Google’s “Black Box” Boasts Will Attract Government Scrutiny

by Mike Wendy on February 25, 2011

The Washington Post reports today that Google has changed its “proprietary search equations” to make Google, well, better.

According to a blog post from the search giant:

Many of the changes we make are so subtle that very few people notice them. But in the last day or so we launched a pretty big algorithmic improvement to our ranking–a change that noticeably impacts 11.8% of our queries–and we wanted to let people know what’s going on. This update is designed to reduce rankings for low-quality sites–sites which are low-value add for users, copy content from other websites or sites that are just not very useful. At the same time, it will provide better rankings for high-quality sites–sites with original content and information such as research, in-depth reports, thoughtful analysis and so on.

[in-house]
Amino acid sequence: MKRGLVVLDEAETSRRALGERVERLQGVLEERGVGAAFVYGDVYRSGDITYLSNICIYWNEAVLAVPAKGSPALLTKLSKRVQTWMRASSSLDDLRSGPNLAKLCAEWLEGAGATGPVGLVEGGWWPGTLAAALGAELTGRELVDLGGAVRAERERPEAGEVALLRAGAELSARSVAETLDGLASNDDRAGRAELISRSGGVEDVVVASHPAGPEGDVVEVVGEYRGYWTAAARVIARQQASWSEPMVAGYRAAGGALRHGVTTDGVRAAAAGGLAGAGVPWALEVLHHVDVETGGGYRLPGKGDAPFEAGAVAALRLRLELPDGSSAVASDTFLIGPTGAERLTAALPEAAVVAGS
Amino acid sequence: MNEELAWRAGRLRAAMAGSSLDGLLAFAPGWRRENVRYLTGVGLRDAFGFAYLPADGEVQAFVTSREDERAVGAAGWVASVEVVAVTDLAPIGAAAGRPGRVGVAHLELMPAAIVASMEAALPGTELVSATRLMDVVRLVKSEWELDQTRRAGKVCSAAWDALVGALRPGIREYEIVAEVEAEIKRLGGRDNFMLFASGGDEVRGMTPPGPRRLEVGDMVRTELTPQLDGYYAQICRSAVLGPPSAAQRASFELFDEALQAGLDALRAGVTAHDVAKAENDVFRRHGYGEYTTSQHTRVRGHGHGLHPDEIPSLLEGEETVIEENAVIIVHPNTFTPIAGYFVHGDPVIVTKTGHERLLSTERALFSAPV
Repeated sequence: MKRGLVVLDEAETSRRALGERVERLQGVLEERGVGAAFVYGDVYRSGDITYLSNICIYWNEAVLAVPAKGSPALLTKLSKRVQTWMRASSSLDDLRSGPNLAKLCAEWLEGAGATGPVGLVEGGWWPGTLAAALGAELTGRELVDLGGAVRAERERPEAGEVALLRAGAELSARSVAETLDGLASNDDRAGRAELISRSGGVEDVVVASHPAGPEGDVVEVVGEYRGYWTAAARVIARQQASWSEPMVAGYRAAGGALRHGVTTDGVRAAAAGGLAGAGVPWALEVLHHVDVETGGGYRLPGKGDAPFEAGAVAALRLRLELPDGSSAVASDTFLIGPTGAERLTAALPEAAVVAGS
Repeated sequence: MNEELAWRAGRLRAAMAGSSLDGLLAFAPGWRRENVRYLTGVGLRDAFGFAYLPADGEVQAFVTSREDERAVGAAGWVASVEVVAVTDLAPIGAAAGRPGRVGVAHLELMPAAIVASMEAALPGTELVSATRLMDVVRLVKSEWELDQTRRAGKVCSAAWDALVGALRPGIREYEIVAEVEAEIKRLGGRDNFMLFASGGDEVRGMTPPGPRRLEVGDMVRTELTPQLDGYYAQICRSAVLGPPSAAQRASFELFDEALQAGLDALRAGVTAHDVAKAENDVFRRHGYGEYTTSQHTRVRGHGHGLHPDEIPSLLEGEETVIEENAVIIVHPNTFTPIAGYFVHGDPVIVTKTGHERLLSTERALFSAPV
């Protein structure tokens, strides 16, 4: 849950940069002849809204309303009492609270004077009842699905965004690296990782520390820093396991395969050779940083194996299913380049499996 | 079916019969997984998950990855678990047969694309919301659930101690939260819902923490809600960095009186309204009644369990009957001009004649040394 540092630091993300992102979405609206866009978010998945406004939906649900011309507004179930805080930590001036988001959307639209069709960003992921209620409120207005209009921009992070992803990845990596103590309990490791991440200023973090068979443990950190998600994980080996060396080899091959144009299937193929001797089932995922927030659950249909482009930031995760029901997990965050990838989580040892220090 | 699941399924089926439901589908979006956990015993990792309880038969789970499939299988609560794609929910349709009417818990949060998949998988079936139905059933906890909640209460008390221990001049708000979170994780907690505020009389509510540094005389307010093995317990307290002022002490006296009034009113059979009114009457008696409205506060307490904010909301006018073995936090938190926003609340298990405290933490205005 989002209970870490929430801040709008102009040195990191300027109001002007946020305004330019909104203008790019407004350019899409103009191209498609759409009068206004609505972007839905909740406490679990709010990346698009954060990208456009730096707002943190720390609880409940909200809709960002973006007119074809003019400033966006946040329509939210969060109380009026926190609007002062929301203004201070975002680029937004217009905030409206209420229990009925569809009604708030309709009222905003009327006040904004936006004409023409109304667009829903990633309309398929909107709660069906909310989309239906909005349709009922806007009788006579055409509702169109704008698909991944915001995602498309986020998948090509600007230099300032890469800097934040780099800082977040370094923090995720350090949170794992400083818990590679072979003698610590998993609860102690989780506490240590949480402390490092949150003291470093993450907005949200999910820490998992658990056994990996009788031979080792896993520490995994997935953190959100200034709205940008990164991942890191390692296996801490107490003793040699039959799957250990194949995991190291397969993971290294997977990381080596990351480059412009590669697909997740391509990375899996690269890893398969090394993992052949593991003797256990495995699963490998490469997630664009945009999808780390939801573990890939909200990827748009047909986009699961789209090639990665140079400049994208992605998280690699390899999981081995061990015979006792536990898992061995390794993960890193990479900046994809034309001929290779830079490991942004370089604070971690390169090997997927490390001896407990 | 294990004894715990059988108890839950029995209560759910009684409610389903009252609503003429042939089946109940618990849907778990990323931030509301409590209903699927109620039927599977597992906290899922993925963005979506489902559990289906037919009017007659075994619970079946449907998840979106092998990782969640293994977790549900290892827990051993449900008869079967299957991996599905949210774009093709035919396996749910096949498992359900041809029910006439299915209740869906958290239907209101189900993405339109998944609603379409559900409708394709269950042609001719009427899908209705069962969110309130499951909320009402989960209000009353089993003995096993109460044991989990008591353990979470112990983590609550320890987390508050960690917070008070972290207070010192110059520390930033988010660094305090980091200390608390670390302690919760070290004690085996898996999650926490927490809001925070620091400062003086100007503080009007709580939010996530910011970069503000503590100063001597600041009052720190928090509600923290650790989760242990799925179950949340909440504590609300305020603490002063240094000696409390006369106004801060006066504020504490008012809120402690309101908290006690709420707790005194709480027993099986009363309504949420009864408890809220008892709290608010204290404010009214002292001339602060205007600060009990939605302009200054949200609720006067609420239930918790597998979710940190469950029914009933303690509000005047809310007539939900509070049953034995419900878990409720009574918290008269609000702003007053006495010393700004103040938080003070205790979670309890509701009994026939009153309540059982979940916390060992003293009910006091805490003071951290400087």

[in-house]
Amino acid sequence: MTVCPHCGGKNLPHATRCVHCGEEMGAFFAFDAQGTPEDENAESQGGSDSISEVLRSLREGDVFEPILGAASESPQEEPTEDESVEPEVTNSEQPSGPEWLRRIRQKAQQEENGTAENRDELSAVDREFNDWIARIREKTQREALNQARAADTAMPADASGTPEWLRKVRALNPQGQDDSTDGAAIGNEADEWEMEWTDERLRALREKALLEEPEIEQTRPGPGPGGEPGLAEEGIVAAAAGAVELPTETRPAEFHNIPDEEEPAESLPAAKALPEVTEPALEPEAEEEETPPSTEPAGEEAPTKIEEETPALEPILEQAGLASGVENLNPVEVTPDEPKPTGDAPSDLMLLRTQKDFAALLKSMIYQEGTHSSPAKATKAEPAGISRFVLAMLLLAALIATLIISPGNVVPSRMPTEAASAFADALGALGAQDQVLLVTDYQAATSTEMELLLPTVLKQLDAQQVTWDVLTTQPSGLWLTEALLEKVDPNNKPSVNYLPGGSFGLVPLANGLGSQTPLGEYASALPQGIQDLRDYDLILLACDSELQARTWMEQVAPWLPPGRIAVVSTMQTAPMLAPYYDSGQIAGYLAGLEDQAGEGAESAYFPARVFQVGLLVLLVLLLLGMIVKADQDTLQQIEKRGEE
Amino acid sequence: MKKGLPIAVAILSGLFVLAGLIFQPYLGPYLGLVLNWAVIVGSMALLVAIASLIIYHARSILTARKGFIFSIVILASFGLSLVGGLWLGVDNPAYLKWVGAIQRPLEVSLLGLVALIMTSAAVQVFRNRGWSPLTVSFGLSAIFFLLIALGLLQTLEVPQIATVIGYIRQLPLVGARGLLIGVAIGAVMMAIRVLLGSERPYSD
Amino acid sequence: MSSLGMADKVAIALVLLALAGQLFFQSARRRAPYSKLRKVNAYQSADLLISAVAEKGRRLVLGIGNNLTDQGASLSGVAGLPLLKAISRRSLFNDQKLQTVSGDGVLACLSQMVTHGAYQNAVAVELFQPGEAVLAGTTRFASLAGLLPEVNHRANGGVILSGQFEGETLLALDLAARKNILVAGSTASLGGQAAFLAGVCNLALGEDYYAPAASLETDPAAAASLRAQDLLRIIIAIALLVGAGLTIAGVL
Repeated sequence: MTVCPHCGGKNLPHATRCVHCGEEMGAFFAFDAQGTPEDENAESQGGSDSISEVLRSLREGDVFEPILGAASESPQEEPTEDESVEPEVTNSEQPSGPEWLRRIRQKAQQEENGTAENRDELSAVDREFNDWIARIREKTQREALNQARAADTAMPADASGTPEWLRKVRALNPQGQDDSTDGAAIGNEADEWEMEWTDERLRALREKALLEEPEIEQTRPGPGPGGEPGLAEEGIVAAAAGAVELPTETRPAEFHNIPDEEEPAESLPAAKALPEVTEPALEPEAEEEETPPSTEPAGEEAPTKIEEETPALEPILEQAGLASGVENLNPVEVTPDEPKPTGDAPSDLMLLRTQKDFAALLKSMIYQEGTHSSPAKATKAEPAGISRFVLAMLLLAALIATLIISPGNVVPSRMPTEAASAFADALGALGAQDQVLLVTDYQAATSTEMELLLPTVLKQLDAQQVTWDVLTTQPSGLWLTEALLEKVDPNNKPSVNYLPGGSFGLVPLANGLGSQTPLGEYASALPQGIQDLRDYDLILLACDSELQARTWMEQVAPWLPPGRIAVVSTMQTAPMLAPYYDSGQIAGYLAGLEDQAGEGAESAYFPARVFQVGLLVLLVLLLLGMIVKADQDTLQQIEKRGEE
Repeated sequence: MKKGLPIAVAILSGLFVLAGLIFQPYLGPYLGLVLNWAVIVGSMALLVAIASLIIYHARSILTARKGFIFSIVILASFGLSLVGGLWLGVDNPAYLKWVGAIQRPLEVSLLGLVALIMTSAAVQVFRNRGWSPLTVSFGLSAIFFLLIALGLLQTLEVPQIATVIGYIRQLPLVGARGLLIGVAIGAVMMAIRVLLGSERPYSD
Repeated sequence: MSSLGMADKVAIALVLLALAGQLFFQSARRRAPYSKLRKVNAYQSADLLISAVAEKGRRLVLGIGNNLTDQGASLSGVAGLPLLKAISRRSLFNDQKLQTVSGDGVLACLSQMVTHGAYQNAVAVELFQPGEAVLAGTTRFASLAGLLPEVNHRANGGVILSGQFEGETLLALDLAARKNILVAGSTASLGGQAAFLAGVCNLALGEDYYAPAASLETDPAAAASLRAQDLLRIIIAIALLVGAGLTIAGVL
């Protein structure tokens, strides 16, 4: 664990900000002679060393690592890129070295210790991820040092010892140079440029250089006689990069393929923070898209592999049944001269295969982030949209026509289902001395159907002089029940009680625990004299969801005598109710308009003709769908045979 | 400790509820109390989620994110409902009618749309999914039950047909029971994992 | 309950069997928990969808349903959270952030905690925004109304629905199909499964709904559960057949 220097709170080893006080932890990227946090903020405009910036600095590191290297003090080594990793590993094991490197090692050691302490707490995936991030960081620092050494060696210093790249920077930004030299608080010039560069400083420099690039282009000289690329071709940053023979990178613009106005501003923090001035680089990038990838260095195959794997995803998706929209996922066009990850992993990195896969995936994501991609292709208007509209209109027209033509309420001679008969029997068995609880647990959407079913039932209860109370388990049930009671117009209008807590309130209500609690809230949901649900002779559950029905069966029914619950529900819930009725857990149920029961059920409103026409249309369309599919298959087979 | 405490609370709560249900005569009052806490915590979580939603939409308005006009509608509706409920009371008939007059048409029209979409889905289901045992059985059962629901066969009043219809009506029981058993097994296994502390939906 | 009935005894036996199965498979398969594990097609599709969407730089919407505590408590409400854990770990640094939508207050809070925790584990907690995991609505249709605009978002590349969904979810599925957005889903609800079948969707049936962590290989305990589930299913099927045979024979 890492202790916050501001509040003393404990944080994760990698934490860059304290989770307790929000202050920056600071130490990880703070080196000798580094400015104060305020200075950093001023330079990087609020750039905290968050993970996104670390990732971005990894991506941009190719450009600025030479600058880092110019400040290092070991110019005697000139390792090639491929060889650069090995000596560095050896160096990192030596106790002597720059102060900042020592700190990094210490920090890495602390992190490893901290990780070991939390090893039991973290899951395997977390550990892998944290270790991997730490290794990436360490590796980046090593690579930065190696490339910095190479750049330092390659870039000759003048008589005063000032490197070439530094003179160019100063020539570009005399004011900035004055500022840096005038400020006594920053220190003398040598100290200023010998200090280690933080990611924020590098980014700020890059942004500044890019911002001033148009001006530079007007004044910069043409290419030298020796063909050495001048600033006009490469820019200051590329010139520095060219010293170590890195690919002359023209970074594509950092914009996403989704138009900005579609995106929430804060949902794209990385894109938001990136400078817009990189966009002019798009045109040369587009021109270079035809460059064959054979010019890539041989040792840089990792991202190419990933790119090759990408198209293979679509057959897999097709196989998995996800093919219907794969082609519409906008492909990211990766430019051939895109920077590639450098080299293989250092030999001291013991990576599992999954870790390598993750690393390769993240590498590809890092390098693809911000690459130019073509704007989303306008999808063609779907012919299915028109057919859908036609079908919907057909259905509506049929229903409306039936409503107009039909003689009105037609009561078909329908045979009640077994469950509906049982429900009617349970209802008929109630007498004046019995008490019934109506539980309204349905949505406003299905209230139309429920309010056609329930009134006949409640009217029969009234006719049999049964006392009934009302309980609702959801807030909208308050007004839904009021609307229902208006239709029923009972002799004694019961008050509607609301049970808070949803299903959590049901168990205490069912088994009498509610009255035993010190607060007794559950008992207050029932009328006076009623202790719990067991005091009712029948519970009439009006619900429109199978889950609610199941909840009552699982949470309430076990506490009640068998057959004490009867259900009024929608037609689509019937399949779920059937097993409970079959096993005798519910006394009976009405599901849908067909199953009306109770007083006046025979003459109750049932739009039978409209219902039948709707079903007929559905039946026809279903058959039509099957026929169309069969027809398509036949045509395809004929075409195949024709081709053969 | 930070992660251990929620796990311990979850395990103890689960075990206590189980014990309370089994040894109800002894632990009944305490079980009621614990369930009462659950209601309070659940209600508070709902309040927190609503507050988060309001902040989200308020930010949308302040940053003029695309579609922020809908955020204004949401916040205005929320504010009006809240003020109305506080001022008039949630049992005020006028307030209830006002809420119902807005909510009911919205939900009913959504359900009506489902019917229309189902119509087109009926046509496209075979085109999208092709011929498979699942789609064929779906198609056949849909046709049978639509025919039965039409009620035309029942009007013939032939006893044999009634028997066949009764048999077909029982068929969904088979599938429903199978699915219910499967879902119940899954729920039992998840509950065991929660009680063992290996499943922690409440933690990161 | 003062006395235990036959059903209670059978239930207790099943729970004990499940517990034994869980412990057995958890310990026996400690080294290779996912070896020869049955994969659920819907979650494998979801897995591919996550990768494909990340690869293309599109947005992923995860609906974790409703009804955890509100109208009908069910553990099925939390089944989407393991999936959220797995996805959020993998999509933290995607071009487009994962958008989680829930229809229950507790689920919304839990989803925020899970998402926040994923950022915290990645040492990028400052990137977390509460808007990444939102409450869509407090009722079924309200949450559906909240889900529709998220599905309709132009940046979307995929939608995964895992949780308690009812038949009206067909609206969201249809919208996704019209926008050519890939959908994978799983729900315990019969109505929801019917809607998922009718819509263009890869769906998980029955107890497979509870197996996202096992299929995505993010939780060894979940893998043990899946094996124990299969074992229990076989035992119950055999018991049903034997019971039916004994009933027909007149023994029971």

“Algorithmic improvement…designed to reduce rankings for low-quality sites…[to] provide better rankings for high-quality sites…”

“Low-quality.”  “High-quality.”  “Thoughtful analysis.”  How does that look in an algorithm?  Who knows? But the team over there in Silicon Valley wanted us to know what’s going on…in that open source, proprietary black box they’ve got.

As I touched upon yesterday (in this blog post), the more of these kinds of headlines that get trotted out – which boast of their magic – the more scrutiny from the regulatory class they’re inviting.  This isn’t KFC’s secret herbs and spices.  As the search company and its industry cheerleaders constantly remind us, Search is an important tool for economic growth, as well as for the promotion of democratic voice.  We’re talking the public interest, not a picnic table.

How long do you think policymakers are going to eat that chicken before they want to know what’s inside?

Google (and I fear the industry) is one story closer to finding out.


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